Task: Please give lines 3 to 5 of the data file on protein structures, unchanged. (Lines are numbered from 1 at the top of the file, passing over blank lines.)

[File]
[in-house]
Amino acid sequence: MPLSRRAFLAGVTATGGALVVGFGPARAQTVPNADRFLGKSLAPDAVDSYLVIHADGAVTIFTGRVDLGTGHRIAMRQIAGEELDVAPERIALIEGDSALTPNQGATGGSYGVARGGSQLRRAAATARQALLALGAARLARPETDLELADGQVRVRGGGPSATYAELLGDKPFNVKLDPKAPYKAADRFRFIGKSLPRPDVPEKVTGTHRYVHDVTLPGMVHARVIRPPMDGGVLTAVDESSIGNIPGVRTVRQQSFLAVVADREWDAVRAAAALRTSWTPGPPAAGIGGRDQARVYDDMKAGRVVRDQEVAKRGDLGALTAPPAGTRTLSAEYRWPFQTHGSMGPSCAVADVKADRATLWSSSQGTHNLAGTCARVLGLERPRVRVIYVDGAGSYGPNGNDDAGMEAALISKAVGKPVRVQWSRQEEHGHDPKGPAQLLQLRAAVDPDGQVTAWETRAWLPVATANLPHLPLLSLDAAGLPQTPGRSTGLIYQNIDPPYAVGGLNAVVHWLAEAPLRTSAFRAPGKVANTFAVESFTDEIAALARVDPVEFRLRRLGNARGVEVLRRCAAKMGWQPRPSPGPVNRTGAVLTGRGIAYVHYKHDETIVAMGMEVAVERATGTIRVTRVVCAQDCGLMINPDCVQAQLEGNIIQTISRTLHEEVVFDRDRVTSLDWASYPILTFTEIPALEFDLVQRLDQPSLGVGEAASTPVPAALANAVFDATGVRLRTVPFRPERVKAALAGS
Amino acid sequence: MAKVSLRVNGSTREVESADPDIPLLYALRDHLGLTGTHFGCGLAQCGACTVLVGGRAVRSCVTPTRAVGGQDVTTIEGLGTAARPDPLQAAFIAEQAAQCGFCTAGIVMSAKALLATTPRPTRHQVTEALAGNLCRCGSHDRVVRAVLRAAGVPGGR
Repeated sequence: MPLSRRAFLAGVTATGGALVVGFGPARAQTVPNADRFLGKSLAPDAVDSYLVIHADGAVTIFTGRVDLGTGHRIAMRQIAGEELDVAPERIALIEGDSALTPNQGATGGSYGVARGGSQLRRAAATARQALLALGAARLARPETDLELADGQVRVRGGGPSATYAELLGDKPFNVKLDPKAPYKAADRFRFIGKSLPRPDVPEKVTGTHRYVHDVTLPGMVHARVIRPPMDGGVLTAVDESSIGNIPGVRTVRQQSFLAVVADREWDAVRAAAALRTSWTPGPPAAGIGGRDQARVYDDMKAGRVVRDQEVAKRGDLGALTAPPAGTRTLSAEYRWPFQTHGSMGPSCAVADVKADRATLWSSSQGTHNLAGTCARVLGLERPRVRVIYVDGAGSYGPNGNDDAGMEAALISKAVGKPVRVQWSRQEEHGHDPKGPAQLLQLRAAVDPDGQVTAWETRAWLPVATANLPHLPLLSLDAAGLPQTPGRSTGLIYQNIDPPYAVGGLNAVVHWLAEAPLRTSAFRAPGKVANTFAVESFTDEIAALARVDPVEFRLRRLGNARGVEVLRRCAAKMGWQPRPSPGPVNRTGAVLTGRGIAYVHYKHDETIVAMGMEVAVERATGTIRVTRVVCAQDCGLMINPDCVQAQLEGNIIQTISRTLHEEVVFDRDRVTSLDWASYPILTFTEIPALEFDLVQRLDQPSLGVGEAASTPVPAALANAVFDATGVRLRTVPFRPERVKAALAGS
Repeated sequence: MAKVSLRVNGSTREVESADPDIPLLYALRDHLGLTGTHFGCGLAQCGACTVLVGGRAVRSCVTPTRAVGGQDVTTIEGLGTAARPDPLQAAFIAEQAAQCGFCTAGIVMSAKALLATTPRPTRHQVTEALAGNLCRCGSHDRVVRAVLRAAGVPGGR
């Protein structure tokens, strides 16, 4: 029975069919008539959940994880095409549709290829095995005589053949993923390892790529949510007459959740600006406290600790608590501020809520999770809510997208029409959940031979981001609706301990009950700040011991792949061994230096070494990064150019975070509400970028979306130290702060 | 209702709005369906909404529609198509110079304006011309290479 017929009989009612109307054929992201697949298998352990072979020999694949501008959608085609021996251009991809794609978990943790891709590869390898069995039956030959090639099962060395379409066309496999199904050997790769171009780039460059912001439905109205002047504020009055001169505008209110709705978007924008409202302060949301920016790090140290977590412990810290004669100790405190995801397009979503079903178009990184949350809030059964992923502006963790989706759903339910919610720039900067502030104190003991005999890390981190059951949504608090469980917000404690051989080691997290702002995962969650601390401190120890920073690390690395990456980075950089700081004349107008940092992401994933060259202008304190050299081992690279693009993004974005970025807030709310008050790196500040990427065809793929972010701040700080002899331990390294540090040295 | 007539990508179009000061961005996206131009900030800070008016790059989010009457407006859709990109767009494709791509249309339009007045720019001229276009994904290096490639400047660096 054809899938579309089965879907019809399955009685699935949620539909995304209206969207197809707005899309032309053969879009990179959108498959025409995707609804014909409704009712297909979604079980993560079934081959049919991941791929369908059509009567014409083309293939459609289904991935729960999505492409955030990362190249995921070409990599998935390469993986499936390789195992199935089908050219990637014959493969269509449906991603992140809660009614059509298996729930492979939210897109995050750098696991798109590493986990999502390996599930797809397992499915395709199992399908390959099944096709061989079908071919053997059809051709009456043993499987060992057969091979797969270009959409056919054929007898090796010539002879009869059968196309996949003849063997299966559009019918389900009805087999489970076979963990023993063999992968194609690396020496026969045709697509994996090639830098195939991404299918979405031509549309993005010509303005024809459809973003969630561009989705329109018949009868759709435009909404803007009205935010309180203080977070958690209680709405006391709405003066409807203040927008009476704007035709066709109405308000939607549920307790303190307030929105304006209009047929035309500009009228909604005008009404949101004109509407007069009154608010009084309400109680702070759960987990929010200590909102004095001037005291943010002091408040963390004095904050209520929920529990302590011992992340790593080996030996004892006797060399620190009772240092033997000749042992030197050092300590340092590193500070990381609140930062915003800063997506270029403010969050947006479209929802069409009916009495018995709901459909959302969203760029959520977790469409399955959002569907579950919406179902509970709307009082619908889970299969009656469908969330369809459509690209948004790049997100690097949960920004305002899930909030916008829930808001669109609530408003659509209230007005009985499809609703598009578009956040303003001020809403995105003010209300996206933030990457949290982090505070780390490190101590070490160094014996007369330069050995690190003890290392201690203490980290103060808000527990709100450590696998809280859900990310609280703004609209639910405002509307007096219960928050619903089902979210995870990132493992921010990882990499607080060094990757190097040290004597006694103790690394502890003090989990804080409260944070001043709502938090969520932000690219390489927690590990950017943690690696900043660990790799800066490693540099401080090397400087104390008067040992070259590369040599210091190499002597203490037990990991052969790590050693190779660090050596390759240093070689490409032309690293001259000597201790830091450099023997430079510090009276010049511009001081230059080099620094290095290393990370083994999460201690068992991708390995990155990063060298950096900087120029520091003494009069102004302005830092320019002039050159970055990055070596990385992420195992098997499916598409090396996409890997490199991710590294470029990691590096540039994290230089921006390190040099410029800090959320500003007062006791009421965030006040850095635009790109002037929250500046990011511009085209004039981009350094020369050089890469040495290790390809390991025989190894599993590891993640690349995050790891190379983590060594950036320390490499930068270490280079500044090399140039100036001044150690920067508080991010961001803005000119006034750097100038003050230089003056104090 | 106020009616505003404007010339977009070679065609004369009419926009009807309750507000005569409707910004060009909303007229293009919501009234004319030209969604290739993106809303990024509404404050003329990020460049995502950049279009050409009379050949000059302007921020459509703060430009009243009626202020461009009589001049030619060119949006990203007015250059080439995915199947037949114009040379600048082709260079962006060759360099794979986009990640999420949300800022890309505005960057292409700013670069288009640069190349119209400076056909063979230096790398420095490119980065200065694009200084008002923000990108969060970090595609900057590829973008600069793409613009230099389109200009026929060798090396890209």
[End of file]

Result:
Amino acid sequence: MAKVSLRVNGSTREVESADPDIPLLYALRDHLGLTGTHFGCGLAQCGACTVLVGGRAVRSCVTPTRAVGGQDVTTIEGLGTAARPDPLQAAFIAEQAAQCGFCTAGIVMSAKALLATTPRPTRHQVTEALAGNLCRCGSHDRVVRAVLRAAGVPGGR
Repeated sequence: MPLSRRAFLAGVTATGGALVVGFGPARAQTVPNADRFLGKSLAPDAVDSYLVIHADGAVTIFTGRVDLGTGHRIAMRQIAGEELDVAPERIALIEGDSALTPNQGATGGSYGVARGGSQLRRAAATARQALLALGAARLARPETDLELADGQVRVRGGGPSATYAELLGDKPFNVKLDPKAPYKAADRFRFIGKSLPRPDVPEKVTGTHRYVHDVTLPGMVHARVIRPPMDGGVLTAVDESSIGNIPGVRTVRQQSFLAVVADREWDAVRAAAALRTSWTPGPPAAGIGGRDQARVYDDMKAGRVVRDQEVAKRGDLGALTAPPAGTRTLSAEYRWPFQTHGSMGPSCAVADVKADRATLWSSSQGTHNLAGTCARVLGLERPRVRVIYVDGAGSYGPNGNDDAGMEAALISKAVGKPVRVQWSRQEEHGHDPKGPAQLLQLRAAVDPDGQVTAWETRAWLPVATANLPHLPLLSLDAAGLPQTPGRSTGLIYQNIDPPYAVGGLNAVVHWLAEAPLRTSAFRAPGKVANTFAVESFTDEIAALARVDPVEFRLRRLGNARGVEVLRRCAAKMGWQPRPSPGPVNRTGAVLTGRGIAYVHYKHDETIVAMGMEVAVERATGTIRVTRVVCAQDCGLMINPDCVQAQLEGNIIQTISRTLHEEVVFDRDRVTSLDWASYPILTFTEIPALEFDLVQRLDQPSLGVGEAASTPVPAALANAVFDATGVRLRTVPFRPERVKAALAGS
Repeated sequence: MAKVSLRVNGSTREVESADPDIPLLYALRDHLGLTGTHFGCGLAQCGACTVLVGGRAVRSCVTPTRAVGGQDVTTIEGLGTAARPDPLQAAFIAEQAAQCGFCTAGIVMSAKALLATTPRPTRHQVTEALAGNLCRCGSHDRVVRAVLRAAGVPGGR